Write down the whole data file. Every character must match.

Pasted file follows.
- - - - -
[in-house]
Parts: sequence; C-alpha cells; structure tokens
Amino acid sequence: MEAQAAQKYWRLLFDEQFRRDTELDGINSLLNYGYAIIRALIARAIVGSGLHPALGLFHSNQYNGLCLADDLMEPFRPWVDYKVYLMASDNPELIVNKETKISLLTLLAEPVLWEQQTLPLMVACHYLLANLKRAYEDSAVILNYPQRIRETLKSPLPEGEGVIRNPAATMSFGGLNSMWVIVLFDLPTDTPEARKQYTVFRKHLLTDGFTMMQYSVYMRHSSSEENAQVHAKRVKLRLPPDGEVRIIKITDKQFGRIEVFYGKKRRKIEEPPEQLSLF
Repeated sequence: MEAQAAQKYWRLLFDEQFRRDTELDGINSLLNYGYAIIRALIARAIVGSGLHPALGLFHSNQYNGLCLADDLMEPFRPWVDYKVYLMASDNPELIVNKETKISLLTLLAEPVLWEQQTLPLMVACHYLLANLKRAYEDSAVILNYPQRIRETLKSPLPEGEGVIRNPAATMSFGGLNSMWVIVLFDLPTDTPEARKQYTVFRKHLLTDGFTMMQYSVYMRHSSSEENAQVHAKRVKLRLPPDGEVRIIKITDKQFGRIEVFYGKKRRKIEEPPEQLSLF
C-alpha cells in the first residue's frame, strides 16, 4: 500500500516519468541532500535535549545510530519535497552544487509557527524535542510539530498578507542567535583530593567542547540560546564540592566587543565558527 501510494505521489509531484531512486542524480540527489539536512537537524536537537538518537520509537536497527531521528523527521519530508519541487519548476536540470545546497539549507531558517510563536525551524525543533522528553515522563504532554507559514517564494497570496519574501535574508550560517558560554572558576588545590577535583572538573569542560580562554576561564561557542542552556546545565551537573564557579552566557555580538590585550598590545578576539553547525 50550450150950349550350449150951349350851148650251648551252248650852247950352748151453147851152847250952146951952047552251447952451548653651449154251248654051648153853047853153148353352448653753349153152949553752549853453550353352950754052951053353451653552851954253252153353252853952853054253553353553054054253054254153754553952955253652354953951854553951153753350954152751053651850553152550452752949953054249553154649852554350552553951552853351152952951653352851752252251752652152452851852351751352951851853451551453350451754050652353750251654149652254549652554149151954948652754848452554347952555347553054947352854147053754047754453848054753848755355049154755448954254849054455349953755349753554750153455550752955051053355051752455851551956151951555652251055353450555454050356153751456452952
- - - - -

[in-house]
Parts: sequence; C-alpha cells; structure tokens
Amino acid sequence: MEAQAAQKYWRLLFDEQFRRDTELDGINSLLNYGYAIIRALIARAIVGSGLHPALGLFHSNQYNGLCLADDLMEPFRPWVDYKVYLMASDNPELIVNKETKISLLTLLAEPVLWEQQTLPLMVACHYLLANLKRAYEDSAVILNYPQRIRETLKSPLPEGEGVIRNPAATMSFGGLNSMWVIVLFDLPTDTPEARKQYTVFRKHLLTDGFTMMQYSVYMRHSSSEENAQVHAKRVKLRLPPDGEVRIIKITDKQFGRIEVFYGKKRRKIEEPPEQLSLF
Repeated sequence: MEAQAAQKYWRLLFDEQFRRDTELDGINSLLNYGYAIIRALIARAIVGSGLHPALGLFHSNQYNGLCLADDLMEPFRPWVDYKVYLMASDNPELIVNKETKISLLTLLAEPVLWEQQTLPLMVACHYLLANLKRAYEDSAVILNYPQRIRETLKSPLPEGEGVIRNPAATMSFGGLNSMWVIVLFDLPTDTPEARKQYTVFRKHLLTDGFTMMQYSVYMRHSSSEENAQVHAKRVKLRLPPDGEVRIIKITDKQFGRIEVFYGKKRRKIEEPPEQLSLF
C-alpha cells in the first residue's frame, strides 16, 4: 500500500516519468541532500535535549545510530519535497552544487509557527524535542510539530498578507542567535583530593567542547540560546564540592566587543565558527 501510494505521489509531484531512486542524480540527489539536512537537524536537537538518537520509537536497527531521528523527521519530508519541487519548476536540470545546497539549507531558517510563536525551524525543533522528553515522563504532554507559514517564494497570496519574501535574508550560517558560554572558576588545590577535583572538573569542560580562554576561564561557542542552556546545565551537573564557579552566557555580538590585550598590545578576539553547525 50550450150950349550350449150951349350851148650251648551252248650852247950352748151453147851152847250952146951952047552251447952451548653651449154251248654051648153853047853153148353352448653753349153152949553752549853453550353352950754052951053353451653552851954253252153353252853952853054253553353553054054253054254153754553952955253652354953951854553951153753350954152751053651850553152550452752949953054249553154649852554350552553951552853351152952951653352851752252251752652152452851852351751352951851853451551453350451754050652353750251654149652254549652554149151954948652754848452554347952555347553054947352854147053754047754453848054753848755355049154755448954254849054455349953755349753554750153455550752955051053355051752455851551956151951555652251055353450555454050356153751456452952